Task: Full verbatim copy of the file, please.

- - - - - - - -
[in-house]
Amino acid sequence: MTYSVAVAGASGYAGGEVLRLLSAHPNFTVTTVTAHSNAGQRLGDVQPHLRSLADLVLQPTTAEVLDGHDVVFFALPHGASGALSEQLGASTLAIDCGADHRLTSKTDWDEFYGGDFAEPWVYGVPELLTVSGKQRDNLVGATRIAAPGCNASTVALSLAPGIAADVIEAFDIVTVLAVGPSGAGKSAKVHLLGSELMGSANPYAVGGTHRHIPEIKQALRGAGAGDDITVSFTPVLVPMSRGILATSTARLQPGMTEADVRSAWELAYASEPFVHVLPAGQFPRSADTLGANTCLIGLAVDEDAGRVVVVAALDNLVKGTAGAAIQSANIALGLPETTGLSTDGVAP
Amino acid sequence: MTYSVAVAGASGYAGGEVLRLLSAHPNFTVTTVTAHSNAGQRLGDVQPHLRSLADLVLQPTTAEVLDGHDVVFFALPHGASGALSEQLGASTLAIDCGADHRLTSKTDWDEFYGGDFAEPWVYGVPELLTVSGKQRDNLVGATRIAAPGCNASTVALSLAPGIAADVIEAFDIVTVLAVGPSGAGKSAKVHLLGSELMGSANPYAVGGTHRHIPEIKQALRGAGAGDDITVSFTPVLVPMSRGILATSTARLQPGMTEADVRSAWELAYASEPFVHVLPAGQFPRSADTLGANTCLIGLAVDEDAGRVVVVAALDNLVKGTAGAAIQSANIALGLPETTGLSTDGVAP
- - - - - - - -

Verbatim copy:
[in-house]
Amino acid sequence: MTYSVAVAGASGYAGGEVLRLLSAHPNFTVTTVTAHSNAGQRLGDVQPHLRSLADLVLQPTTAEVLDGHDVVFFALPHGASGALSEQLGASTLAIDCGADHRLTSKTDWDEFYGGDFAEPWVYGVPELLTVSGKQRDNLVGATRIAAPGCNASTVALSLAPGIAADVIEAFDIVTVLAVGPSGAGKSAKVHLLGSELMGSANPYAVGGTHRHIPEIKQALRGAGAGDDITVSFTPVLVPMSRGILATSTARLQPGMTEADVRSAWELAYASEPFVHVLPAGQFPRSADTLGANTCLIGLAVDEDAGRVVVVAALDNLVKGTAGAAIQSANIALGLPETTGLSTDGVAP
Amino acid sequence: MTYSVAVAGASGYAGGEVLRLLSAHPNFTVTTVTAHSNAGQRLGDVQPHLRSLADLVLQPTTAEVLDGHDVVFFALPHGASGALSEQLGASTLAIDCGADHRLTSKTDWDEFYGGDFAEPWVYGVPELLTVSGKQRDNLVGATRIAAPGCNASTVALSLAPGIAADVIEAFDIVTVLAVGPSGAGKSAKVHLLGSELMGSANPYAVGGTHRHIPEIKQALRGAGAGDDITVSFTPVLVPMSRGILATSTARLQPGMTEADVRSAWELAYASEPFVHVLPAGQFPRSADTLGANTCLIGLAVDEDAGRVVVVAALDNLVKGTAGAAIQSANIALGLPETTGLSTDGVAP